Home Commentary and Analysis Should the US Senate End the Filibuster – or Not?
Should the US Senate End the Filibuster – or Not?

Should the US Senate End the Filibuster – or Not?

0

By Dr. Stephen Schwalbe
Program Director, Political Science at American Public University

Learn more about your online degree options at American Public University.

President Trump still has no significant legislative victories since he took office in January. One major stumbling block that he sees to any victories in the near future is the Senate filibuster.

It takes 60 votes in the 100-member Senate to end a filibuster and bring most bills to a floor vote. Since taking office, Trump has repeatedly tweeted his desire to see the Senate scrap the filibuster altogether.

In May 2017, Trump tweeted, “The U.S. Senate should switch to 51 votes, immediately, and get Healthcare and TAX CUTS approved, fast and easy. Dems would do it, no doubt!”

Neither Political Party Favors Doing Away with the Filibuster

Neither political party in the Senate has ever proposed eliminating the filibuster just to get legislation passed. So there is much room for doubting Trump’s claim that Republicans and Democrats would ever agree to such a change.

The filibuster – defined as an action that prevents a bill in the Senate from achieving a floor vote – has been around since the beginning of the United States.

The filibuster is not specifically mentioned in the Constitution. However, the Constitution does allow the two chambers of Congress to set “rules and proceedings,” based on a simple majority vote. Early on, the Senate voted to institute the filibuster to protect minority party interests.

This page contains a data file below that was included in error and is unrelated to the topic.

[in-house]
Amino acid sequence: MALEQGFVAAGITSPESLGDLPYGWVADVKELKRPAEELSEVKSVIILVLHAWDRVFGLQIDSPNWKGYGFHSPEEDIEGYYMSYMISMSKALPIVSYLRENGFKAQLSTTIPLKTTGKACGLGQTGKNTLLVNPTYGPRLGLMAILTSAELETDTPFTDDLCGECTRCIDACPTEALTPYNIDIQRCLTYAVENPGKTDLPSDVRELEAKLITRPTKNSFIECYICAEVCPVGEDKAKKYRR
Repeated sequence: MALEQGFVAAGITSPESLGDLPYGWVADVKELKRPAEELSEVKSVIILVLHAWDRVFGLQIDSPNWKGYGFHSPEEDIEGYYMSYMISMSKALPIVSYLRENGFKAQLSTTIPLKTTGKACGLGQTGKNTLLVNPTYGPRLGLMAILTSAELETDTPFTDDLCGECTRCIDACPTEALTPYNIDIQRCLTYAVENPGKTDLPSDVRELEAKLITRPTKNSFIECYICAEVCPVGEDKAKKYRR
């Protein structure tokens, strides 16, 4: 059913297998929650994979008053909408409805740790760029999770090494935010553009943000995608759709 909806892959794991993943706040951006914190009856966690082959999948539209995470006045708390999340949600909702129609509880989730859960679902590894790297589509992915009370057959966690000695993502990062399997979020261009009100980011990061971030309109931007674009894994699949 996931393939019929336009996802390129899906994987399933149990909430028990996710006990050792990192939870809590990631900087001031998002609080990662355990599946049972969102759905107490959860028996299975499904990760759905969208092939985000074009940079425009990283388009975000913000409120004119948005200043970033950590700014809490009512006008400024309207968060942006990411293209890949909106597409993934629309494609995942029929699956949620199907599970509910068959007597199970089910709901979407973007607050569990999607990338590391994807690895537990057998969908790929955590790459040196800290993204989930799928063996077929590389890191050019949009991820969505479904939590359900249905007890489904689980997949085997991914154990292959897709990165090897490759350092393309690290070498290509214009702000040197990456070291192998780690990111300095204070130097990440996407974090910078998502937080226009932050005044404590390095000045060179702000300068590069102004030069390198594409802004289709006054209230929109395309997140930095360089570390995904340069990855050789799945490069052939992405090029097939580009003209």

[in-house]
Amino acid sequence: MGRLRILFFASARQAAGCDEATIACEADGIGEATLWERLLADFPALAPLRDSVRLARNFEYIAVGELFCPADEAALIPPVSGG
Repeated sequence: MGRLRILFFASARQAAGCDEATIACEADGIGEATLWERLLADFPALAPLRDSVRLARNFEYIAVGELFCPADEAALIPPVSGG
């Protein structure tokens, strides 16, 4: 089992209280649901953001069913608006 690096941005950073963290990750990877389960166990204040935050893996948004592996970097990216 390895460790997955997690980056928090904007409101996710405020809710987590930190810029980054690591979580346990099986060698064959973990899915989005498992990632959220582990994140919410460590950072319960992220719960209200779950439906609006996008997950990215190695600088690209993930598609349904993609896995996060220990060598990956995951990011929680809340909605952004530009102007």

“Historically, members of the Senate did not make extensive use of the filibuster, except on rare occasions involving select issues which divided the nation in terms of region and party,” wrote Dr. Jess Brown, professor emeritus at Athens State University. “Examples include the prospect of a national bank, and issues such as slavery, civil rights and war.”

A Filibuster Once Required a Senator to Speak as Long as Possible to Prevent a Vote

The filibuster once required a senator to pontificate on the Senate floor for as long as he or she wanted (allowing for bathroom breaks). That speech-making usually meant that no other voting could take place in the Senate while the filibuster was underway.

Strom Thurmond (R-SC) delivered the longest filibuster speech in the Senate’s history. He spoke for just over 24 hours in an unsuccessful attempt to block the passage of the Civil Rights Act of 1957.

Eventually, the Senate filibuster morphed into a simple notification of intent to filibuster with no requirement to actually take the Senate floor (unless a senator wanted to gain media attention) and speak indefinitely. A filibuster can only be ended by a “cloture” vote. It takes 60 of the 100 senators to vote to invoke cloture.

In 1970, the Senate adopted a rule allowing for a two-track filibuster wherein a filibuster on a bill or nomination would not stop other business or voting in the Senate from occurring.